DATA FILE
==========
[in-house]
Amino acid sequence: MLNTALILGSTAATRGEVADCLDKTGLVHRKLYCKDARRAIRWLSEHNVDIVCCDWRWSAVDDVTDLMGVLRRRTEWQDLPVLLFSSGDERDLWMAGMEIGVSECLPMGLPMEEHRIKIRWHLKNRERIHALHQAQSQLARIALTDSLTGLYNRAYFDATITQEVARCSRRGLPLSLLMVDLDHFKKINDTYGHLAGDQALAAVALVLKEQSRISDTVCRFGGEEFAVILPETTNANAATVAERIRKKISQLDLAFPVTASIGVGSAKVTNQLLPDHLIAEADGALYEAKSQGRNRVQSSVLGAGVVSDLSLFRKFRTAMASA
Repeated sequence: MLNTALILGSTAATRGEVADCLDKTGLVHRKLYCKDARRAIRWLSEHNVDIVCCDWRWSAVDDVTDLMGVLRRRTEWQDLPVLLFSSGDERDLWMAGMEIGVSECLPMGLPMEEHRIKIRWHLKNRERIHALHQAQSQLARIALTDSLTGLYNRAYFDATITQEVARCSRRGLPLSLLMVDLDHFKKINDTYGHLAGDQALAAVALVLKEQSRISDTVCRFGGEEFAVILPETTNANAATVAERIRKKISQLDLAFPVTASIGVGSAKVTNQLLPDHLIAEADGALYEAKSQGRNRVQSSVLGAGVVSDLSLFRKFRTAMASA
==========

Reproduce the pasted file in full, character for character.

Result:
[in-house]
Amino acid sequence: MLNTALILGSTAATRGEVADCLDKTGLVHRKLYCKDARRAIRWLSEHNVDIVCCDWRWSAVDDVTDLMGVLRRRTEWQDLPVLLFSSGDERDLWMAGMEIGVSECLPMGLPMEEHRIKIRWHLKNRERIHALHQAQSQLARIALTDSLTGLYNRAYFDATITQEVARCSRRGLPLSLLMVDLDHFKKINDTYGHLAGDQALAAVALVLKEQSRISDTVCRFGGEEFAVILPETTNANAATVAERIRKKISQLDLAFPVTASIGVGSAKVTNQLLPDHLIAEADGALYEAKSQGRNRVQSSVLGAGVVSDLSLFRKFRTAMASA
Repeated sequence: MLNTALILGSTAATRGEVADCLDKTGLVHRKLYCKDARRAIRWLSEHNVDIVCCDWRWSAVDDVTDLMGVLRRRTEWQDLPVLLFSSGDERDLWMAGMEIGVSECLPMGLPMEEHRIKIRWHLKNRERIHALHQAQSQLARIALTDSLTGLYNRAYFDATITQEVARCSRRGLPLSLLMVDLDHFKKINDTYGHLAGDQALAAVALVLKEQSRISDTVCRFGGEEFAVILPETTNANAATVAERIRKKISQLDLAFPVTASIGVGSAKVTNQLLPDHLIAEADGALYEAKSQGRNRVQSSVLGAGVVSDLSLFRKFRTAMASA